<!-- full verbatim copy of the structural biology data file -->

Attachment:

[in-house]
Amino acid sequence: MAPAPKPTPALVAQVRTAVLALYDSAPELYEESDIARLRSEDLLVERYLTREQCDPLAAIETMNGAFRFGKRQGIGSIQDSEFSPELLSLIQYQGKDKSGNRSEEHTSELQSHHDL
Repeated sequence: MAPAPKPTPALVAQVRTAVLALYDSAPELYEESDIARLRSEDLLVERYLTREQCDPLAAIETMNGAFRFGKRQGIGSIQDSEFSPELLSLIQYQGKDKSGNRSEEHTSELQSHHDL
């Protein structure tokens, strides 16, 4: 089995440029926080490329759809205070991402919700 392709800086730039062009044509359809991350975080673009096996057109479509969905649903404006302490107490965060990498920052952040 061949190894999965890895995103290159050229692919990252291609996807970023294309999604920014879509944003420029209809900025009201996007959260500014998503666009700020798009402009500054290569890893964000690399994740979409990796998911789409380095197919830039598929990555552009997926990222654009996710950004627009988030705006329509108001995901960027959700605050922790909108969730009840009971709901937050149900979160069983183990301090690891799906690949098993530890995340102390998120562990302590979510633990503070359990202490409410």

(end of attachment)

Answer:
[in-house]
Amino acid sequence: MAPAPKPTPALVAQVRTAVLALYDSAPELYEESDIARLRSEDLLVERYLTREQCDPLAAIETMNGAFRFGKRQGIGSIQDSEFSPELLSLIQYQGKDKSGNRSEEHTSELQSHHDL
Repeated sequence: MAPAPKPTPALVAQVRTAVLALYDSAPELYEESDIARLRSEDLLVERYLTREQCDPLAAIETMNGAFRFGKRQGIGSIQDSEFSPELLSLIQYQGKDKSGNRSEEHTSELQSHHDL
């Protein structure tokens, strides 16, 4: 089995440029926080490329759809205070991402919700 392709800086730039062009044509359809991350975080673009096996057109479509969905649903404006302490107490965060990498920052952040 061949190894999965890895995103290159050229692919990252291609996807970023294309999604920014879509944003420029209809900025009201996007959260500014998503666009700020798009402009500054290569890893964000690399994740979409990796998911789409380095197919830039598929990555552009997926990222654009996710950004627009988030705006329509108001995901960027959700605050922790909108969730009840009971709901937050149900979160069983183990301090690891799906690949098993530890995340102390998120562990302590979510633990503070359990202490409410």